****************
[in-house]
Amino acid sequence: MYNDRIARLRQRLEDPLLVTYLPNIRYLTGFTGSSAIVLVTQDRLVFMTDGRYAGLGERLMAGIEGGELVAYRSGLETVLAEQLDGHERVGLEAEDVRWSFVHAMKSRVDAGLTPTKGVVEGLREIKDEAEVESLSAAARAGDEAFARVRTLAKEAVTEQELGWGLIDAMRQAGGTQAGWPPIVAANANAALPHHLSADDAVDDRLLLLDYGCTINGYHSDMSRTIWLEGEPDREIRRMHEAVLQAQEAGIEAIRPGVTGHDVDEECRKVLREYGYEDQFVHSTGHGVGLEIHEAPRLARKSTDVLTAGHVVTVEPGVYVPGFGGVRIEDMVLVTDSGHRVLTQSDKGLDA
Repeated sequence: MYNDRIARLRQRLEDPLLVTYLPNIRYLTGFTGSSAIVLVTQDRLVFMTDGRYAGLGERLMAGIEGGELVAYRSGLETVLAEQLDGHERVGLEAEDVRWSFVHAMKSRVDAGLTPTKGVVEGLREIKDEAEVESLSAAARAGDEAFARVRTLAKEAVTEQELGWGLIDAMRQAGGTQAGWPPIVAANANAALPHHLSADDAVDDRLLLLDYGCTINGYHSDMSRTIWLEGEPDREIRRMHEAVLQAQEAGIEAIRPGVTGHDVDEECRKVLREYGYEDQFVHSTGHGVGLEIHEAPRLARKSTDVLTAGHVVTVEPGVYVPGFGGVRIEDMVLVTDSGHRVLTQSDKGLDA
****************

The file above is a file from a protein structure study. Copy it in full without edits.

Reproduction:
[in-house]
Amino acid sequence: MYNDRIARLRQRLEDPLLVTYLPNIRYLTGFTGSSAIVLVTQDRLVFMTDGRYAGLGERLMAGIEGGELVAYRSGLETVLAEQLDGHERVGLEAEDVRWSFVHAMKSRVDAGLTPTKGVVEGLREIKDEAEVESLSAAARAGDEAFARVRTLAKEAVTEQELGWGLIDAMRQAGGTQAGWPPIVAANANAALPHHLSADDAVDDRLLLLDYGCTINGYHSDMSRTIWLEGEPDREIRRMHEAVLQAQEAGIEAIRPGVTGHDVDEECRKVLREYGYEDQFVHSTGHGVGLEIHEAPRLARKSTDVLTAGHVVTVEPGVYVPGFGGVRIEDMVLVTDSGHRVLTQSDKGLDA
Repeated sequence: MYNDRIARLRQRLEDPLLVTYLPNIRYLTGFTGSSAIVLVTQDRLVFMTDGRYAGLGERLMAGIEGGELVAYRSGLETVLAEQLDGHERVGLEAEDVRWSFVHAMKSRVDAGLTPTKGVVEGLREIKDEAEVESLSAAARAGDEAFARVRTLAKEAVTEQELGWGLIDAMRQAGGTQAGWPPIVAANANAALPHHLSADDAVDDRLLLLDYGCTINGYHSDMSRTIWLEGEPDREIRRMHEAVLQAQEAGIEAIRPGVTGHDVDEECRKVLREYGYEDQFVHSTGHGVGLEIHEAPRLARKSTDVLTAGHVVTVEPGVYVPGFGGVRIEDMVLVTDSGHRVLTQSDKGLDA